casey the college celiac
One of my favorites...
Food for Life Rice tortillas, which I love cooking on the stove top to make crunchy chips

Daiya cheese - mainly because I only have half a bag left and I know that I wouldn't finish a whole bag if I bought one there.

The new coconut milk coffee creamers from So Delicious - because I just received some samples the other day and want to use them in my smoothies and oatmeal!

casey the college celiac
My latest experiment subject! ;)
And that's a wrap! I won't lie and say that traveling with celiac is easy, but it does get easier with experience. Now, I expect to tote a decent amount of food with me on any vacation. It's just reality. By accepting that, instead of being embarrassed or anxious over it, I have a less stressful (and equally delicious) trip. 

Because, in my mind? Clothes < food in my vacation priority list. That's what washing machines are for! 



What are some staples you bring with you on extended vacations? Any of the same ones on my list? Comment below! 






Comments

  1. These are great tips thank you. I've recently started being gluten free, dairy free and egg free due to food sensitivities and I was wondering how I'd travel with all of those restrictions. It can be done!

    Nicole | The Professional Mom Project

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    1. Glad I could help! Wish you the best of luck!

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  2. If it's an ordinary trip vacation like a cruise, I take enough GF bars of various brands to get me through a few possible rough spots, and I always have two or three of those in my carry-on bag. If the airline offers GF meals, I make sure I've ordered them. (Mostly not available on domestic flights and/or in tourist class.) A sandwich to eat if GF food is not available and the flight (or preflight wait at the airport) is over a meal time.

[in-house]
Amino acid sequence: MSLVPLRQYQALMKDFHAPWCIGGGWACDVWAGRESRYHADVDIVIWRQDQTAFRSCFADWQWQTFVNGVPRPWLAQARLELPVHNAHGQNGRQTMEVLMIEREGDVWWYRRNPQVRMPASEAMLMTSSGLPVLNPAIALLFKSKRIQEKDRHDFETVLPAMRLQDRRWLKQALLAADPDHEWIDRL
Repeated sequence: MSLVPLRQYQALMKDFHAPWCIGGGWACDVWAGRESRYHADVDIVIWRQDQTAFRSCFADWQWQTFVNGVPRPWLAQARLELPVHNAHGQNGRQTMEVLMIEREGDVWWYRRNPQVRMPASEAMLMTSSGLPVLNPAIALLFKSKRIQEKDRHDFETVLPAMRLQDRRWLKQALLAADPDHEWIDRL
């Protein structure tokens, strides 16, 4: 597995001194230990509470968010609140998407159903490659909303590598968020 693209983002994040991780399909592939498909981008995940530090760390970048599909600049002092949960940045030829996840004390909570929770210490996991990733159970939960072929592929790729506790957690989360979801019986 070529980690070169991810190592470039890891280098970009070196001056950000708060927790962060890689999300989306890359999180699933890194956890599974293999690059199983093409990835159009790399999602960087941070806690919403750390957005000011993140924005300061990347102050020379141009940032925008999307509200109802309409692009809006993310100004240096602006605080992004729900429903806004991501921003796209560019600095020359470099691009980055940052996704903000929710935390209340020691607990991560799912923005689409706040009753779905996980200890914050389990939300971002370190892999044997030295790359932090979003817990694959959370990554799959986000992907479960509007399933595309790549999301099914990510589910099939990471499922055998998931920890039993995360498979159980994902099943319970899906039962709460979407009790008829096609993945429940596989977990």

For a single destination trip (visiting our daughter in San Diego, or taking a winter break in Hawaii (we're retired, and were careful to save while we working so we could do stuff like a winter break in Hawaii)) I'll pack things that it would be inconvenient or impossible to get at the destination. That's if we planning to cook at the destination, which in those two cases we are. Homemade granola. GF soy sauce. Olive oil. Sesame oil. Small quantities of various herbs and spices. Enough GF pasta for a quick meal on the first night (in Hawaii). A sharp knife or two, a good silicone spatula, a few other utensils. A toaster bag so I can toast or thaw a slice of GF bread in an available toaster. Maybe a package of Schar shelf-stable bread.

    If we're going somewhere (typically overseas) and not going to be cooking, I'll take restaurant cards in English and expected other languages, and hope I can avoid problems. (I always take those, anyway. Easy to carry, and helpful if needed.)

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    1. Those sound like logical plans as well! Glad I'm not the only one who loads up on homemade granola ;)

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  3. These are great tips- thank you! We are traveling next week and I am def going to need to leave the Vitamix at home too:(

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    1. I feel your pain!!! Vitamix love forever, right? Hope your trip goes/went well!